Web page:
August/September 2013

by Hayden Booth

Fresh Talent: Nadia Reid

by Hayden Booth

Fresh Talent: Nadia Reid

Currently performing as a folk/country duo with upright bassist Richard Pickard, Nadia Reid has travelled the country extensively, always with a hard working musician ethos in the forefront of her mind. During May, she performed with Luckless, playing towns both big and small, in a total of 18 shows.

“Touring helped build character and musicianship,”” qualities she admires in others like the hard working Delaney Davidson and his Lyttelton contemporaries.

Nadia Reid grew up further south in Port Chalmers then after high school moved to Christchurch where she played shows and took inspiration from the Americana new folk scene. Based in Auckland for the last year and a half, Reid now has the musicians around her to commence recording her next album, ‘Listen to Formation, Look for the Signs’,’ in August, with plans for an October release.

She sees her EP of two years ago, ‘Letters I Wrote And Never Sent’’, as one might see an old photograph.
“I like the EP, but I’’m different now.””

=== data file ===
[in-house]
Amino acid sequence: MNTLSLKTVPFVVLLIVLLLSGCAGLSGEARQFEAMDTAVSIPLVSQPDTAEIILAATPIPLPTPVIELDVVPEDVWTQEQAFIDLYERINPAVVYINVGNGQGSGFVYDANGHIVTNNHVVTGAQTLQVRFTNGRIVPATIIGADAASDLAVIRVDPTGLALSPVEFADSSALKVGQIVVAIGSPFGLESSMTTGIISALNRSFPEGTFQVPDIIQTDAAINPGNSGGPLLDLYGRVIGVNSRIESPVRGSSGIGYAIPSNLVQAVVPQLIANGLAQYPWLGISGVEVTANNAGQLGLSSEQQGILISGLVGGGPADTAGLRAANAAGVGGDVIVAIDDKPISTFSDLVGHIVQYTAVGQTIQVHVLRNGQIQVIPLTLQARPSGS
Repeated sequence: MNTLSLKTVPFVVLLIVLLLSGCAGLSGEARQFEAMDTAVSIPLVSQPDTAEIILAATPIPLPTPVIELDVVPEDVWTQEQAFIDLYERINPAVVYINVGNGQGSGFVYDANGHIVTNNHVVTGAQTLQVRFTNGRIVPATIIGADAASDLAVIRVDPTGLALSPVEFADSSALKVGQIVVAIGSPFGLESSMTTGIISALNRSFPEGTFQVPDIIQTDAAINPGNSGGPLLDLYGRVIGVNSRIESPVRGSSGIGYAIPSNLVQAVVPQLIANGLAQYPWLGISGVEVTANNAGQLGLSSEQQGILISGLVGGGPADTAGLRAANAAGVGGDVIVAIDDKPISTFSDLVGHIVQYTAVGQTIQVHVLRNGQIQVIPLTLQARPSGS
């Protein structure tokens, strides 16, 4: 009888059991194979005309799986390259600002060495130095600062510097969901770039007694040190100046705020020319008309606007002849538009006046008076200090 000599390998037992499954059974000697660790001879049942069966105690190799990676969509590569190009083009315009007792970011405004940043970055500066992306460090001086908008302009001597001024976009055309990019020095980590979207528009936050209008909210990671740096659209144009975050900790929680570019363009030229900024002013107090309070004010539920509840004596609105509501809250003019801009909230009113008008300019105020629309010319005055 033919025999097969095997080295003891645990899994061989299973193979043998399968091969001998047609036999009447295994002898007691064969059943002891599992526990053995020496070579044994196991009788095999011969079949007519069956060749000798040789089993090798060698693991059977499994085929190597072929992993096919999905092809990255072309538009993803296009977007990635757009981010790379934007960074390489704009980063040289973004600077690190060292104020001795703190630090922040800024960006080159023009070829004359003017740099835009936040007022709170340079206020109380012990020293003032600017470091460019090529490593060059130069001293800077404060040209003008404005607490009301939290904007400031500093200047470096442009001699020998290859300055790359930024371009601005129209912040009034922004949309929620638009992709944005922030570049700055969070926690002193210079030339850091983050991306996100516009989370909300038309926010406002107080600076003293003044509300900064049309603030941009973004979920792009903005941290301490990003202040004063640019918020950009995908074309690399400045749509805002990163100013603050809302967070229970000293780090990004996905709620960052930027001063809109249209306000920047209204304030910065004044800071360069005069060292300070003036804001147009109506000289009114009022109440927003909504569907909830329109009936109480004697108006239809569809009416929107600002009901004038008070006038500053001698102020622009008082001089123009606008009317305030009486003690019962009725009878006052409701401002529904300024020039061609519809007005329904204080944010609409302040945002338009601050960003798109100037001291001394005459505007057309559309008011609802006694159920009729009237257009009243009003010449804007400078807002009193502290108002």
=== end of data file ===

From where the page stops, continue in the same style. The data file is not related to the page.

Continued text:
Recording for the new album has yet to commence, but she is keen to get it done quickly. In the meantime, she’’s stoked to have her In Session performance of Ana Egge’’s Bully of New York playlisted on bFM. At the time of writing it’’s moving it’s way up the station’’s Top 10.

Reid has embraced the knowledge that while some people like her, some may not, and that has enabled her to put her music forward into the public eye – in all the formats available today. Perhaps this has also helped her to stay true to herself and her ideals. She is an artist of evident integrity, which certainly shines through in her music.

Nadia Reid is a voice worth listening to, and while it seems almost counterintuitive; when heard on the radio her sparse acoustic duo soars above the ‘louder’’ music tracks played on either side.

A friend once described her as a self-made musician, a description which she likes. Without doubt on the brink of much wider attention and appreciation, Nadia Reid is in many ways an embodiment of the country/folk saying, “Three chords and the truth, that’’s what they say.””